I'm not much of a photographer - I generally just set the dial to "Auto," point at what I want, and snap: seat-of-the-pants all the way. (Come to think of it, I take the same approach to playing piano, writing, and an embarrassing number of other things.)
Consequently, for me, the best way to take a good picture is to take a lot of pictures. This approach works best with a digital camera, for obvious reasons. (I used disposable cameras for years before I realized how horrifically uneconomical they are. Of course I also took fewer pictures, which means I got fewer good ones.)
I'll throw a couple pictures in this post as teasers, but check out the slideshow for the real goods. Those are the winners out of 200-some shots.
We loaded up Wednesday morning and drove about an hour and a half up to the trailhead. From there, it's a rough-and-tumble downhill of several thousand feet into the San Joaquin River Gorge. Starting out, I felt some minor twinges of the knee pain I experienced last year, but it went away and didn't come back for the remainder of the trip, which I was thankful for. Out there, it doesn't matter what else you have going for you if your legs give out.
At the bottom, we broke for lunch, which consisted of trail mix, granola bars, and dried fruit. I tried something new this time and mixed a handful of Dark French Roast coffee beans into my trail mix. A bit hard-core, I'll admit, but quite good.
We had about 4300 ft. of climbing to do before we could break out the camp stove. We got out of the gorge in good time and found the junction for the lake, but had a little difficulty tracing the trail near the beginning because of a recent fire and a large amount of blowdown. Trails that show up as a nice dark line on a map can suddenly vanish without warning into the blown sand. It can be a real challenge, but it definitely makes you pay attention, and the drama of uncertainty breaks up the monotony of hiking nicely. It's always fun to break out the compass, furrow your brow, and act the adventurer.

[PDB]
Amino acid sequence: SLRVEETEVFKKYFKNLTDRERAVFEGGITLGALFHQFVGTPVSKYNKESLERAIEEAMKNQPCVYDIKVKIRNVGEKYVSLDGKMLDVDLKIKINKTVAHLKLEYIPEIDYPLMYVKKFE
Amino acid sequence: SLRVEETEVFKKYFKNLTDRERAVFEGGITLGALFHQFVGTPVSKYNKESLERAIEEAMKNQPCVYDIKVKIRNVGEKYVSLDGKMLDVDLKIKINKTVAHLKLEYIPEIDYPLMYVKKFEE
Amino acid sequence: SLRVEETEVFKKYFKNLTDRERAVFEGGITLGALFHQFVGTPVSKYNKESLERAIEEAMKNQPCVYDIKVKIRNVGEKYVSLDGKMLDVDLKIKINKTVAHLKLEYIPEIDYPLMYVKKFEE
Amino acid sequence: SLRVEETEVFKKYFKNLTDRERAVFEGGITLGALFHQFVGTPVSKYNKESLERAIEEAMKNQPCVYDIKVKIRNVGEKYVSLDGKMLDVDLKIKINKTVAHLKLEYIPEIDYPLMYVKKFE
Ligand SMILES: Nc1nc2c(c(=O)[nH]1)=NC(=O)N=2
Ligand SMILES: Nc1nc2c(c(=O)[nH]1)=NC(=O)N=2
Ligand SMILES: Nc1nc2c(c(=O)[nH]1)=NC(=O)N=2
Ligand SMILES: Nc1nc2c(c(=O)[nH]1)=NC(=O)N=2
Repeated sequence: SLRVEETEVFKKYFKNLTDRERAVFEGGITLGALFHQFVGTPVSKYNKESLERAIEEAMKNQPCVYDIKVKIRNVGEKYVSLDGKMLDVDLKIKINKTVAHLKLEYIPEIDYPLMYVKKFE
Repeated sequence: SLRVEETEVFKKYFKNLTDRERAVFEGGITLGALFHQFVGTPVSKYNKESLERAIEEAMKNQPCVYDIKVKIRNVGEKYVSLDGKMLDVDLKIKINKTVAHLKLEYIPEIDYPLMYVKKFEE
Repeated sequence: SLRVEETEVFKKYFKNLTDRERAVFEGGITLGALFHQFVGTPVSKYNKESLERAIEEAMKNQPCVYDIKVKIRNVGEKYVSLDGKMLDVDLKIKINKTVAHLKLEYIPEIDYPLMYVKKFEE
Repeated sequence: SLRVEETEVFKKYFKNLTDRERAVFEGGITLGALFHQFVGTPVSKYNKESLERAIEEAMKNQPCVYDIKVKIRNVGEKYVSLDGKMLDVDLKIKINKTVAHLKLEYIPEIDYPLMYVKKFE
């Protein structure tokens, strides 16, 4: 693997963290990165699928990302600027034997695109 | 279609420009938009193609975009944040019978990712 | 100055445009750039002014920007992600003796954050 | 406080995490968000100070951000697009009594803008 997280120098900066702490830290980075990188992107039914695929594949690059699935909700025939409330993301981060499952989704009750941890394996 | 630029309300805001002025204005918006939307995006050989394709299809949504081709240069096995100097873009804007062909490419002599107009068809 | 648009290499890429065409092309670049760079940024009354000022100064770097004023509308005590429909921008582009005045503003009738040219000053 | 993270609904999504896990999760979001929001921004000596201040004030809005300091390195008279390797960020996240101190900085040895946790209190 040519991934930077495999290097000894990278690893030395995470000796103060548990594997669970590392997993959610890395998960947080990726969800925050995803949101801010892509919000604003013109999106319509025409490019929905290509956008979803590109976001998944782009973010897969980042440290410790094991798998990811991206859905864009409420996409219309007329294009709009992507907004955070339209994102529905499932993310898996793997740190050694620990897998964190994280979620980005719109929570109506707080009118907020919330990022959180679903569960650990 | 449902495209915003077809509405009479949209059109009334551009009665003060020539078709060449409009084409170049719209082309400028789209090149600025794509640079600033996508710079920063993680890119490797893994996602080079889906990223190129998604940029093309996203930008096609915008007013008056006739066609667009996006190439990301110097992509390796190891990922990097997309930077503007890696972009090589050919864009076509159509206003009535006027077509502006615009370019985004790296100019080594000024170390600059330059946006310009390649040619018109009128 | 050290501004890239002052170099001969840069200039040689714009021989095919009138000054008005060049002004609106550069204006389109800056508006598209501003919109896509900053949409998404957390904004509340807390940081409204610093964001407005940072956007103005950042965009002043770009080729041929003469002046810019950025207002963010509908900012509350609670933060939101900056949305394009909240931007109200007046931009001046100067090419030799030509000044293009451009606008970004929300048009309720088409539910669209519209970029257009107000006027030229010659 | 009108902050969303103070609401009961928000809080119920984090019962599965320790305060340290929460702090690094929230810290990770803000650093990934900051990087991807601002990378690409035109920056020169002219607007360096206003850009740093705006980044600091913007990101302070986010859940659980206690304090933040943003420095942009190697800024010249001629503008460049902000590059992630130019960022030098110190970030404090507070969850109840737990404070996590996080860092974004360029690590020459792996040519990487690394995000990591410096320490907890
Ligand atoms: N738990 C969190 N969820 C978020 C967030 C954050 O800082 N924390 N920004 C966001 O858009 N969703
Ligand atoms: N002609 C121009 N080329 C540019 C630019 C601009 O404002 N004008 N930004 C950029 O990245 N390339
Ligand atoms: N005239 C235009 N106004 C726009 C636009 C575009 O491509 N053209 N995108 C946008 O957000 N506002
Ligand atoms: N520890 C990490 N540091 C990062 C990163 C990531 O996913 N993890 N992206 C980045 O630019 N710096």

The trail got better as we continued, and required less concentration. During our last hour in the forest, before we broke out into the alpine zone, Jesse, hiking in front, sighted two bears. I saw neither, and was disappointed. Seeing a bear in the backcountry is always a rush.
We reached the lake tired and found a campsite, not without some difficulty. This is the highest I've camped in the Sierras - or anywhere else for that matter - and smooth horizontal real estate was hard to come by. But we found some, and got the tents up and dinner on in short order.
One of the great ironies of backpacking is that you work and strain to your limits all day and all you get is a measly cup of instant soup. Sometimes you wonder who talked you into doing this for fun.
Yes, that's the moon - and no, it's not Photoshopped. What can I say: sometimes you just wind up in the right place at the right time.
The night was quiet and not unreasonably cold. In the morning we headed up to the top of the East ridge to see what we could see. We had planned to scale Iron Mountain, but it was fairly technical and would have been foolhardy to attempt with the dog.
We packed up camp, swatting mosquitoes, and started back down. We had originally planned to spend both nights at the lake, but since we weren't able to do the mountain, we elected to spread the return trip across two days and make for the campsite in the gorge.
One advantage to going this early in the season is being able to enjoy all the wildflowers in bloom. It's really quite amazing, especially when contrasted with the surrounding alpine terrain which is so craggy and austere.
On more "laid-back" trips like this one, I'll usually bring a book. I wanted a hardback, and one that wasn't too large, so I selected Greg Boyd's Letters From A Skeptic, which is a series of letters between him and his father which resulted in his father's conversion at the age of 73. I redd it in camp Thursday afternoon and it turned out to be exactly what I needed to read. Boyd's theology won't appeal to everyone (he's not exactly reformed) but I thoroughly enjoyed the book and would recommend it as a singularly accessible introduction to everyday apologetics.
After a leisurely afternoon, we took care of dinner and hung the rest of the food. In the morning, we broke camp and climbed back out of the gorge to the truck, lingering for a moment to enjoy the last vista.
"Would you fall to pieces? / Would you fall to pieces? / Would you fall to pieces? / In the high countries?"
- Sandra McCracken (Caedmon's Call)